In other words, if you're going to size Lewis up in pregame layup lines, he's unlikely to immediately grab your eye. The diminutive build and young features don't usually foreshadow a standout player, and you won't immediately see lightening speed or exceptional athleticism.
However, once the game begins, the preconceived notions fade and his abilities emerge. The impact he had in his two games at the holiday tournament could be measured in several ways.
His court command is immediately apparent. He's a floor general -- showcasing an elite understanding of the game -- running the offense and setting up teammates.
"My goal is to get a double-double in points and assists," Lewis said. "You've got to get everyone involved if you're a point guard."
His playmaking ability, including crafty scoring drives and assists, quickly won over a crowd of which most didn't know who he was when they entered the gym. His fearless attack of United Faith 7-footer Peter Jurkin for a three-point play brought the crowd to its feet.
"He sets the tone," said Forsyth Country Day head coach Craig Dawson, a former Wake Forest sharpshooter. "One thing he's done this year that a lot of people probably haven't noticed is that he's stepped up his defense quite a bit. He's a lot more vocal and he makes this team go. He brings toughness and a sense of urgency."
And his impact was evident in the statistics, despite facing superior opposing teams. Lewis posted 27 points and eight assists against West Charlotte - a showing that undoubtedly locked up his spot on the All-Tournament Team.
But perhaps the best evidence of his impact came from an opposing coach. West Charlotte's Baronton Terry had to center his team's entire defensive approach on Lewis, opting for physical, hands-on, double- and triple-teams.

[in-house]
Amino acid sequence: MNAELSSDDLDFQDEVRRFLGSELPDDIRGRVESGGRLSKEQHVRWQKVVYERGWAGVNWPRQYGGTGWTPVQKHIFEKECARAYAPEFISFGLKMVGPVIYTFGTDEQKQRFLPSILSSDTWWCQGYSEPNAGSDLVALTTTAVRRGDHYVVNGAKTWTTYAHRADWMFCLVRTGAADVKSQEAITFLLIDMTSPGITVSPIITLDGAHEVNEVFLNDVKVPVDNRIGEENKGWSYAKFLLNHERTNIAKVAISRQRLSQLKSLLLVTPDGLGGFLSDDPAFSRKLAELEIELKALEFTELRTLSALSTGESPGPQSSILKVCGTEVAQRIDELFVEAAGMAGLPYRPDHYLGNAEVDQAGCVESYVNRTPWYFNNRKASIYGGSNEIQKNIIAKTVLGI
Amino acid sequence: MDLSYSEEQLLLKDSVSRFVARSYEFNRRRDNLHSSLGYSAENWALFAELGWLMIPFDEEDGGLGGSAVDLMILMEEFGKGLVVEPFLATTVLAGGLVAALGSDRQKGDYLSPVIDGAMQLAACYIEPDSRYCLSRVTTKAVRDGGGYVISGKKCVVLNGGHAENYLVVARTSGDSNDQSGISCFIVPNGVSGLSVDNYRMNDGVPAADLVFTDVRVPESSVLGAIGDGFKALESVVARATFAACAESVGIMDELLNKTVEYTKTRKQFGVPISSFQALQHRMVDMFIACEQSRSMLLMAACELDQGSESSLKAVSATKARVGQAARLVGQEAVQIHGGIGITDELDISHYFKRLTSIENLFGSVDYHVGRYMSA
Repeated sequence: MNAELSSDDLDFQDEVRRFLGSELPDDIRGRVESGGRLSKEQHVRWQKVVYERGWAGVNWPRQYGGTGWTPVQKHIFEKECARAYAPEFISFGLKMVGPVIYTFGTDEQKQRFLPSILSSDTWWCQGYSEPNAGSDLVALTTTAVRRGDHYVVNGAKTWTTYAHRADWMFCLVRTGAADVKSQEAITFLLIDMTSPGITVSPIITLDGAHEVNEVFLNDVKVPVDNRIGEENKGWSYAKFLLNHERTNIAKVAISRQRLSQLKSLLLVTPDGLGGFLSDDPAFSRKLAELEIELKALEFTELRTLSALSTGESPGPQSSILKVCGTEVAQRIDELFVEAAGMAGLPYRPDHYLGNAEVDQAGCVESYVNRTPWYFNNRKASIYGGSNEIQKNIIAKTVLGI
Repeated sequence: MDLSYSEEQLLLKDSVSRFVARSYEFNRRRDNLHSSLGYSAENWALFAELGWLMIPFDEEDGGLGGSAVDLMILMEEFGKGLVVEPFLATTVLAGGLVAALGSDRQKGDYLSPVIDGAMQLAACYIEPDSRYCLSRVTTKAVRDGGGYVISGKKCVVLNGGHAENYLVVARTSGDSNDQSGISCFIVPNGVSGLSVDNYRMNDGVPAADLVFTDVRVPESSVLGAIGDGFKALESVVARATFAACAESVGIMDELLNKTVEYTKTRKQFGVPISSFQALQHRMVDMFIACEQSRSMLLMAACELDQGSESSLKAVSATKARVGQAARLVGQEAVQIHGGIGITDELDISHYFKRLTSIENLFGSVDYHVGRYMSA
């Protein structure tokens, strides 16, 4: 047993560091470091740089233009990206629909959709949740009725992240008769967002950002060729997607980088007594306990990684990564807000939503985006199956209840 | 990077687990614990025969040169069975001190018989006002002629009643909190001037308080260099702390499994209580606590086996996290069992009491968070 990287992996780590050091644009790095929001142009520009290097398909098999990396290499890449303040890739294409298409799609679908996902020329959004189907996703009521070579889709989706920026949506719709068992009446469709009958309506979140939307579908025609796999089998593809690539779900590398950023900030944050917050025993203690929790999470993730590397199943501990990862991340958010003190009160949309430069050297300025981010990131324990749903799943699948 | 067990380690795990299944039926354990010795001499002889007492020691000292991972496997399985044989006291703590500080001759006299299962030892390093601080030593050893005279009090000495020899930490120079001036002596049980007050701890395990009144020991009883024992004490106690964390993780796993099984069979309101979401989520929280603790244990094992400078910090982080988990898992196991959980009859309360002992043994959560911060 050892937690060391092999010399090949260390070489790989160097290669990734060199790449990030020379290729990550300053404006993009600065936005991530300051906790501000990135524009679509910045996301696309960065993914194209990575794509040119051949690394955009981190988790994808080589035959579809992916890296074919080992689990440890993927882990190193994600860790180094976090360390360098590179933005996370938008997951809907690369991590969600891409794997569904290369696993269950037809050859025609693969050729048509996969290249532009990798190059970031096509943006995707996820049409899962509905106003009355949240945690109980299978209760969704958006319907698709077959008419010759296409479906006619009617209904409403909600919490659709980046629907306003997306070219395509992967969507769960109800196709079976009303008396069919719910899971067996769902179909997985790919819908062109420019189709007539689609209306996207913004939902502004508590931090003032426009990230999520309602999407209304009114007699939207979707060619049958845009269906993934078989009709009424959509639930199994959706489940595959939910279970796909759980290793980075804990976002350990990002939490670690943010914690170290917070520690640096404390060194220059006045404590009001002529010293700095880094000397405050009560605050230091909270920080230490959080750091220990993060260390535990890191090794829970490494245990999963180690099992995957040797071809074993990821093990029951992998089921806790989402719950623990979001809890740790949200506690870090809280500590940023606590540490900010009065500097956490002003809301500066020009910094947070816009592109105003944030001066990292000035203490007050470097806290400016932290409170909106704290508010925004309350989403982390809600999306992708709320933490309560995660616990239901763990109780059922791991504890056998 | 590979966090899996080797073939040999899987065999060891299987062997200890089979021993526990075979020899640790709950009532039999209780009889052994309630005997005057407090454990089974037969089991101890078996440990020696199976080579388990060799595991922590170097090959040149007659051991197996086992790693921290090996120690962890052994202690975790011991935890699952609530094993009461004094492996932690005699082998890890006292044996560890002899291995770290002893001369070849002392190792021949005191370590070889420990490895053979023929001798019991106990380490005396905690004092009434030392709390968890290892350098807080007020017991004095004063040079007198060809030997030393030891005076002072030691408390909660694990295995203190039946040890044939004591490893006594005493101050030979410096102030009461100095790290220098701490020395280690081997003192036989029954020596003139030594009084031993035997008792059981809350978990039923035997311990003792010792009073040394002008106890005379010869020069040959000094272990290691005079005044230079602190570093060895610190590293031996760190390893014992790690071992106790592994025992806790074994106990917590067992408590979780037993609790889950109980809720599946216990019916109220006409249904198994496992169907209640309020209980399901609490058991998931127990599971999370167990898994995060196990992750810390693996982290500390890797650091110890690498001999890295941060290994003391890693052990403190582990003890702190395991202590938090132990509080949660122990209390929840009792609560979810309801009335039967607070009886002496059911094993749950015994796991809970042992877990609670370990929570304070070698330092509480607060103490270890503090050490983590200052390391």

"Initially we were going to play man, but ... the game plan became 'Keep the ball away from Tyler Lewis,'" Terry said. "He's remarkable - he got the ball despite two or three people guarding him. His passing was unreal. You've got to keep the ball out of his hands or at least work him. He was scoring, he was everywhere."
Such a customized defensive focus is apparently the norm this season for Lewis.
"Most of the teams this year play me box-and-one every game," Lewis said.
Opposing high schools aren't the only ones taking notice. Colleges have already caught on. Lewis has offers thus far from Virginia Tech, Auburn, Charlotte, VCU and Richmond. He camped at both NC State and Duke over the summer, and has received consistent interest from Wake Forest.
UNC assistant coach Jerod Haase was on-hand to watch Lewis' performance against West Charlotte.
"I noticed it," Lewis said of Haase's courtside presence. "It's a big opportunity to play in front of him ... Coming to see me play is a big honor. I hope they put me on the radar - I'd love to play there."
He's on UNC's radar to a certain extent already. The Tar Heel coaching staff invited Lewis to visit for this Sunday's game against Virginia Tech, so he'll be in attendance at the Smith Center.
The UNC coaches will continue to track Lewis's development to see how much he'll continue to elevate his game -- whether he'll reach the point of being capable of running the show at the highest level of college hoops.
"I think he's definitely a high major player," Dawson said. "Whatever system fits him best is what he'll choose, but there's no question in my mind that he can play high Division I basketball."